Elsevier’s sorry defense of the Research Works Act

Lynne Herndon, former president of Elsevier imprint Cell Press, writes to the Boston Globe to protest Gareth Cook’s editorial, “Why scientists are boycotting a publisher.”  Herndon writes:

If the intent is to make the fruits of government-funded research available to taxpayers – a fair and laudable goal – government agencies could simply publish the annual progress reports from scientists that they already require. But instead they see value in the publishing process, and claim our contributions as their own without paying for them.

Herndon is presumably counting on the fact that most readers of the Globe have never submitted a federally required annual progress report.  The progress report is not the research; it is a terse summary of the research.

What taxpayers want and deserve access to is the actual research they paid for — research which is produced and written by federally funded scientists, not by Elsevier.

How about this:  the NSF and NIH can start requiring that we include copies of all our papers, as submitted, in our progress reports, and then these can become open-access.  Then people can decide for themselves whether they want to pay Elsevier to look at my papers (and enjoy whatever value Elsevier has added) or whether they’d rather freely download the identical LaTeX version in my progress report.

Well, actually, in my case, they can’t, because I have signed the petition pledging not to submit to Elsevier journals.  And if their behavior irritates you as it does me, you might consider doing the same.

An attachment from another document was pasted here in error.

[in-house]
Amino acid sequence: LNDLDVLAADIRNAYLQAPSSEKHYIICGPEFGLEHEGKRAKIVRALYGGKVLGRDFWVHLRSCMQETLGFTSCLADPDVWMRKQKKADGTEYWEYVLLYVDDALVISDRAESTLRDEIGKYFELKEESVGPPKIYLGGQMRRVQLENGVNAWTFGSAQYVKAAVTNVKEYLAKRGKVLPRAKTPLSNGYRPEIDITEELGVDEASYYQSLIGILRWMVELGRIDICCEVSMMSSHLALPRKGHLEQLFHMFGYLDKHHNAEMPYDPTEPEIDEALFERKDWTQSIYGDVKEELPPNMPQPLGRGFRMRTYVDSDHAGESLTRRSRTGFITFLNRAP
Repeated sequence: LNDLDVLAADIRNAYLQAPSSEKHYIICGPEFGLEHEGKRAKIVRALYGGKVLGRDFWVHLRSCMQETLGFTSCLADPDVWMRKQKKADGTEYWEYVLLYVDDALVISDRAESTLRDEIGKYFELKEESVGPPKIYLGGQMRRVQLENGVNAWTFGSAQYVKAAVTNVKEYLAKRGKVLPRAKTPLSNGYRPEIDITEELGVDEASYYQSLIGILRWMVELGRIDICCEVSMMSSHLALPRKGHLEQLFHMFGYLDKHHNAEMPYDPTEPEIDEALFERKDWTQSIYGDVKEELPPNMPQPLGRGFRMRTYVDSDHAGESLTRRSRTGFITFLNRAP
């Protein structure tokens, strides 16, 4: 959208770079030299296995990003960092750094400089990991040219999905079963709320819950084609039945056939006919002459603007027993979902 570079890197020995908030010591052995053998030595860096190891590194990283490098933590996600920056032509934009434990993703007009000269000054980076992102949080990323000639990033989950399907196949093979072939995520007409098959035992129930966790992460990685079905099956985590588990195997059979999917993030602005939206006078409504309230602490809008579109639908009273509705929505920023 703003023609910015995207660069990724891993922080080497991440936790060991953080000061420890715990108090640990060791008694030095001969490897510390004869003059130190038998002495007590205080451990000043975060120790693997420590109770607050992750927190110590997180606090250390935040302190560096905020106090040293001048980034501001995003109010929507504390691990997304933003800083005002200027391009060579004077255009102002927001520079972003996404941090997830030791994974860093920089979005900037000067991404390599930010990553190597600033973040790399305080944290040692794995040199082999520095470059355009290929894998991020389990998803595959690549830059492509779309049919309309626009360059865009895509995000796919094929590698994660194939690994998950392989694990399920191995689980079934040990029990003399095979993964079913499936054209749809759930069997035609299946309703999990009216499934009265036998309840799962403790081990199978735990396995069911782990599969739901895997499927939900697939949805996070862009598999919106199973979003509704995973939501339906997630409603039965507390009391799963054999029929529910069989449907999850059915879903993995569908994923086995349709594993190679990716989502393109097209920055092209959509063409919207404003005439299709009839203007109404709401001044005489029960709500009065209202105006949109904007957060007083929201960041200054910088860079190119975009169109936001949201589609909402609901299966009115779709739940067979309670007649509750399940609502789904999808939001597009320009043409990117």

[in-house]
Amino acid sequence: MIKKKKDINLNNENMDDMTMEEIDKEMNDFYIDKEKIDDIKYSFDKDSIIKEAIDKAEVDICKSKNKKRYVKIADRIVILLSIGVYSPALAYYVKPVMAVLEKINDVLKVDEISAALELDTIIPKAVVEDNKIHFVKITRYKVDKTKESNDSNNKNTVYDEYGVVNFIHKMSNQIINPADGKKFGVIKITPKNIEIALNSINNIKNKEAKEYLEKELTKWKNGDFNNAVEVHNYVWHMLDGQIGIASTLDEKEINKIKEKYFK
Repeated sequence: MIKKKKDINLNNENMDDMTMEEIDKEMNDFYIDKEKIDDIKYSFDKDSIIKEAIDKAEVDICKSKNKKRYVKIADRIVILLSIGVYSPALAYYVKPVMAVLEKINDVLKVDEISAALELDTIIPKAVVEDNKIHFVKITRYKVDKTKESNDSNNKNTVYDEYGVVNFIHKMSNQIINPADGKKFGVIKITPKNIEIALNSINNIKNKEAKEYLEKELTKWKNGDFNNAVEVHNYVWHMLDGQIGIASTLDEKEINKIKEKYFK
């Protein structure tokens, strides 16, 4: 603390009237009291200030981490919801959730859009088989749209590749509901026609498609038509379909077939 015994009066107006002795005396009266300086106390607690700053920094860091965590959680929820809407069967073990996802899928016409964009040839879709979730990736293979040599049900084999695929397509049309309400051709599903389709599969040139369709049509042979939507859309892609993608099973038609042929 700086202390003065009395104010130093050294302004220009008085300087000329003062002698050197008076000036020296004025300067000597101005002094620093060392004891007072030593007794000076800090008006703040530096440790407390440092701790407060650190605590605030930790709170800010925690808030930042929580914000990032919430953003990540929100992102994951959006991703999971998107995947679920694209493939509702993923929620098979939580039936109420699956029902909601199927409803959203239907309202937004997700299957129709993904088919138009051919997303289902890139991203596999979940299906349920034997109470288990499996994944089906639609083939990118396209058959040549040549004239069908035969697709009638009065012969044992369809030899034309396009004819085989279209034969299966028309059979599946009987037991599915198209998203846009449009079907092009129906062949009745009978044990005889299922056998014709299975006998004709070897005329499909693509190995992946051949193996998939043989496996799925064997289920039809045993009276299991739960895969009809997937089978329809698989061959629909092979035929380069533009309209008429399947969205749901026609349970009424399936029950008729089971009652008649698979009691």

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2 thoughts on “Elsevier’s sorry defense of the Research Works Act

  1. Matthew Kahle says:

    I love that he says that mathematicians “claim our [publisher’s] contributions as their own without paying for them.” without even the slightest hint of irony.

  2. […] The mathematical scholarly community operates under a strong social compact — this is one reason so many of us do so much for free. With very rare exceptions, mathematicians hold themselves to a higher standard than the minimal criterion of what they can get away with. So should the publishers we deal with. Scholarly society and university press publishers, for the most part, do. Springer used to but is in transition. Elsevier does not. Elsevier has demonstrated again and again that it will cross the boundaries of acceptable behavior on pricing, on editorial integrity, on legislative lobbying. […]

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